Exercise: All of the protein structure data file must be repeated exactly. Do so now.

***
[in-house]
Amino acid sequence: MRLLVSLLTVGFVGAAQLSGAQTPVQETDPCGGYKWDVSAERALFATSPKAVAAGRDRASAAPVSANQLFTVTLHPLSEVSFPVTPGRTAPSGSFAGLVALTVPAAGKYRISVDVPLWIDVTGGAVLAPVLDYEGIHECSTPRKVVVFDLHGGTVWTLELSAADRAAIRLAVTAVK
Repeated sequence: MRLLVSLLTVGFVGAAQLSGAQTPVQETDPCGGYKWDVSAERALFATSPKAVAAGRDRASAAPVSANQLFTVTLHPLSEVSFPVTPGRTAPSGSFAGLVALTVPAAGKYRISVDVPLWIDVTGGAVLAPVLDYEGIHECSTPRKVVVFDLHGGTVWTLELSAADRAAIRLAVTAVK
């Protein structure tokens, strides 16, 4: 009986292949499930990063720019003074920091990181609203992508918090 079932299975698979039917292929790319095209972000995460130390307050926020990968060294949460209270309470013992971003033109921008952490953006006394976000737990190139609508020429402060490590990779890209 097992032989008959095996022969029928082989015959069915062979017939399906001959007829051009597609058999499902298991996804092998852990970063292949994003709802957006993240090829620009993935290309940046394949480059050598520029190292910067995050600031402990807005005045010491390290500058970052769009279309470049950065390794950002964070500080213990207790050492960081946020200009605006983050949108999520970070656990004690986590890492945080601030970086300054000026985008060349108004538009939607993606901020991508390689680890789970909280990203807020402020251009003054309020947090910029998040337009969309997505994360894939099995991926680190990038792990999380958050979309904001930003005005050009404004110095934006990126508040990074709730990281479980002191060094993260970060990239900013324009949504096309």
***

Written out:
[in-house]
Amino acid sequence: MRLLVSLLTVGFVGAAQLSGAQTPVQETDPCGGYKWDVSAERALFATSPKAVAAGRDRASAAPVSANQLFTVTLHPLSEVSFPVTPGRTAPSGSFAGLVALTVPAAGKYRISVDVPLWIDVTGGAVLAPVLDYEGIHECSTPRKVVVFDLHGGTVWTLELSAADRAAIRLAVTAVK
Repeated sequence: MRLLVSLLTVGFVGAAQLSGAQTPVQETDPCGGYKWDVSAERALFATSPKAVAAGRDRASAAPVSANQLFTVTLHPLSEVSFPVTPGRTAPSGSFAGLVALTVPAAGKYRISVDVPLWIDVTGGAVLAPVLDYEGIHECSTPRKVVVFDLHGGTVWTLELSAADRAAIRLAVTAVK
């Protein structure tokens, strides 16, 4: 009986292949499930990063720019003074920091990181609203992508918090 079932299975698979039917292929790319095209972000995460130390307050926020990968060294949460209270309470013992971003033109921008952490953006006394976000737990190139609508020429402060490590990779890209 097992032989008959095996022969029928082989015959069915062979017939399906001959007829051009597609058999499902298991996804092998852990970063292949994003709802957006993240090829620009993935290309940046394949480059050598520029190292910067995050600031402990807005005045010491390290500058970052769009279309470049950065390794950002964070500080213990207790050492960081946020200009605006983050949108999520970070656990004690986590890492945080601030970086300054000026985008060349108004538009939607993606901020991508390689680890789970909280990203807020402020251009003054309020947090910029998040337009969309997505994360894939099995991926680190990038792990999380958050979309904001930003005005050009404004110095934006990126508040990074709730990281479980002191060094993260970060990239900013324009949504096309």